Freedom has both an individual and a communal aspect and therefore participation and involvement in civic affairs is an essential characteristic of the free and dignified individual who must not only perfect themselves but also do their duty to society. Being social beings we can only find perfection in a communal setting among our fellow humans and this is a crucial point to remember when analyzing the various aspects of society throughout the world. Democracy should be for everyone and not defined by special interest groups (which political parties are for all intents and purposes). People do not vote for the sake of voting but because they believe in the candidates and in the political process they represent and if they do not believe they will not vote. The public has to solve this problem and the only way to solve it is through full engagement, not from special interest groups, not from community groups, not from political parties, but from everyone. Fundamentally we must think and act like citizens, not consumers. Only then will we have a society and a political system we can be proud of; only then will democracy, real democracy be secure.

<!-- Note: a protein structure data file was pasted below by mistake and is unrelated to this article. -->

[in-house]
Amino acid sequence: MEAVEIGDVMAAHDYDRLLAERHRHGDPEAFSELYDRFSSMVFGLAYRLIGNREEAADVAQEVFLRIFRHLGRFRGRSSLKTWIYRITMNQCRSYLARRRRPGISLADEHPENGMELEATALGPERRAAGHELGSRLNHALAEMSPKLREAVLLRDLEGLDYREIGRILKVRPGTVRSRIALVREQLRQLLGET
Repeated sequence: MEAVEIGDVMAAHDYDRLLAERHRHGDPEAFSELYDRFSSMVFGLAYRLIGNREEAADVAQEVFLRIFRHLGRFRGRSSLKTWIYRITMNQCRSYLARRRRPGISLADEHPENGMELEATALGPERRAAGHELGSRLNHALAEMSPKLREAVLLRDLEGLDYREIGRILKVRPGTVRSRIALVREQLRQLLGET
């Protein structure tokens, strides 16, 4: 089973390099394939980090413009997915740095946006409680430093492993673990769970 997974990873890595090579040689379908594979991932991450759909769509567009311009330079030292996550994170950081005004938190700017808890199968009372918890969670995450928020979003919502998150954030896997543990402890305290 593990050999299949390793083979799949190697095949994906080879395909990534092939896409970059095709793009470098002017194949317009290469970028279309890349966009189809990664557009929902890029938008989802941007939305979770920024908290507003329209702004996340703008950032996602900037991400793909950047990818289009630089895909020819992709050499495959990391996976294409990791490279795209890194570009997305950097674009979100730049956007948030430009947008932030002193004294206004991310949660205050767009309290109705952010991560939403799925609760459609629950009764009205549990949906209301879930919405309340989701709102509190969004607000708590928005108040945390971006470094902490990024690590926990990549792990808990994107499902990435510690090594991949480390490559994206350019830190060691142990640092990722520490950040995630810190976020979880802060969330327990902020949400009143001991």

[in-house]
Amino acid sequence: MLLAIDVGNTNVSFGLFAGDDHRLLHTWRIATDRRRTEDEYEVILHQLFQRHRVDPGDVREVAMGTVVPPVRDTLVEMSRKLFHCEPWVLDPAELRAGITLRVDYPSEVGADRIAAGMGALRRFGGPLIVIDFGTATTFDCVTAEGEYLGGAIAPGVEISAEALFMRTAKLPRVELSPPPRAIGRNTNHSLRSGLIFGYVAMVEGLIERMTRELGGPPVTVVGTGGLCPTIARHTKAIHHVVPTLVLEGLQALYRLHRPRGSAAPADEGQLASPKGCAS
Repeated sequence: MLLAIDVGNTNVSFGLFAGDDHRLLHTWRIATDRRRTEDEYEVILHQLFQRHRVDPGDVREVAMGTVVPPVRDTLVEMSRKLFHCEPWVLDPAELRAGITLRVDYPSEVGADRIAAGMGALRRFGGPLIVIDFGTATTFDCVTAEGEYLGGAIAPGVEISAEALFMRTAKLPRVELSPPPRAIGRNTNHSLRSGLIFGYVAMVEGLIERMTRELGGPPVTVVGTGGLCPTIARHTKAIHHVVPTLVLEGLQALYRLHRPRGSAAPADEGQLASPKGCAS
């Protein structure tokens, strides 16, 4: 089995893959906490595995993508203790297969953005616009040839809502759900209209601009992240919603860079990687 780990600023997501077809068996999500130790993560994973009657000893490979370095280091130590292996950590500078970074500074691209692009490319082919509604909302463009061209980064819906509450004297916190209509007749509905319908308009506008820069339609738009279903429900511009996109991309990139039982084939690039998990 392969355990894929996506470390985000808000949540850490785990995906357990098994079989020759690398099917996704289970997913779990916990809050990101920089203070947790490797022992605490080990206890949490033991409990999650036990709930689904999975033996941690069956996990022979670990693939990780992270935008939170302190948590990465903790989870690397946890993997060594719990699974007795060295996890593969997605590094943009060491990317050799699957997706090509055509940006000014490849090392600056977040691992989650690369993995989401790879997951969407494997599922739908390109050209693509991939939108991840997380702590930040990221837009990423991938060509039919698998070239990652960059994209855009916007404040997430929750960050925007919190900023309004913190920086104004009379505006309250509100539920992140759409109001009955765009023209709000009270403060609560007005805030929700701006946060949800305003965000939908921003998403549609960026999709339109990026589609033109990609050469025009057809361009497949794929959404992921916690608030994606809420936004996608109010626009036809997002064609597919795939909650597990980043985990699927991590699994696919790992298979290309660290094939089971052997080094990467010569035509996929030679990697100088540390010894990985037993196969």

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  1. Posted by: Tess on Oct 27, 2007 @ 10:27pm

    Hi there,

    One great place to cut your teeth as an active citizen at several levels is as part of a co-op. Check out the Co-operative Housing Federation of Canada. Could be good for your references too!

    Mrs. Why? on Squidoo.com

  2. Posted by: on Oct 29, 2007 @ 12:15pm

    This is by far and away the most observant political commentary I have read in a University publication since coming to Guelph. Thank you Tristan for reminding me there are others who are aware of the democratic deficiencies in Western societies. I have often argued with others, to no avail, that it is not voter apathy that keeps voter turnout low, but the system itself. Western democratic structure does not allow for direct participation of citizens by design. Current voting systems are merely a tool to subjugate the masses to four year bouts of party rule, as you so clearly pointed out.
    I would love to discuss this further. If you are willing, how shall I contact you?
    P.S. For any who found this article interesting or doubt the conclusions of the author, I suggest the following readings: J.J. Rousseau and Alexis de Toqueville as mentioned in this article, and Noam Chomsky; all should be required reading for those interested in the nature of political structures in my humble opinion.